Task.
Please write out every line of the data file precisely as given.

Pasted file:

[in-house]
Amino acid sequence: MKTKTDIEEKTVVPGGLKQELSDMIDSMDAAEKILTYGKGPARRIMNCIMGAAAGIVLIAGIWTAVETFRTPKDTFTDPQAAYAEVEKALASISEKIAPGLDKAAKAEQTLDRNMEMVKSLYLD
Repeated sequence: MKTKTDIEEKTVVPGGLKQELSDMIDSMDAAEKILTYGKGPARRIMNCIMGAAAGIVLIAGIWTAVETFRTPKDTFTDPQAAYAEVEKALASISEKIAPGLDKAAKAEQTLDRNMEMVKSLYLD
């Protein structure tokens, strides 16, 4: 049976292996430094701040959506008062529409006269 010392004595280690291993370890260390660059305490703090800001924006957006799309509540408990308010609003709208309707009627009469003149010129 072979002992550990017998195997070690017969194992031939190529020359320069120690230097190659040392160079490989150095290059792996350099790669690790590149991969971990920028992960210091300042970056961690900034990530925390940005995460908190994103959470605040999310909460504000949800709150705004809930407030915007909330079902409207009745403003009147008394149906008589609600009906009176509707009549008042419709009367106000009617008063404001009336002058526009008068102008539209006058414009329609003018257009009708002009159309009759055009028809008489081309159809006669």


[in-house]
Amino acid sequence: MKTKTDIEEKTVVPGGLKQELSDMIDSMDAAEKILTYGKGPARRIMNCIMGAAAGIVLIAGIWTAVETFRTPKDTFTDPQAAYAEVEKALASISEKIAPGLDKAAKAEQTLDRNMEMVKSLYLD
Repeated sequence: MKTKTDIEEKTVVPGGLKQELSDMIDSMDAAEKILTYGKGPARRIMNCIMGAAAGIVLIAGIWTAVETFRTPKDTFTDPQAAYAEVEKALASISEKIAPGLDKAAKAEQTLDRNMEMVKSLYLD
């Protein structure tokens, strides 16, 4: 049976292996430094701040959506008062529409006269 010392004595280690291993370890260390660059305490703090800001924006957006799309509540408990308010609003709208309707009627009469003149010129 072979002992550990017998195997070690017969194992031939190529020359320069120690230097190659040392160079490989150095290059792996350099790669690790590149991969971990920028992960210091300042970056961690900034990530925390940005995460908190994103959470605040999310909460504000949800709150705004809930407030915007909330079902409207009745403003009147008394149906008589609600009906009176509707009549008042419709009367106000009617008063404001009336002058526009008068102008539209006058414009329609003018257009009708002009159309009759055009028809008489081309159809006669």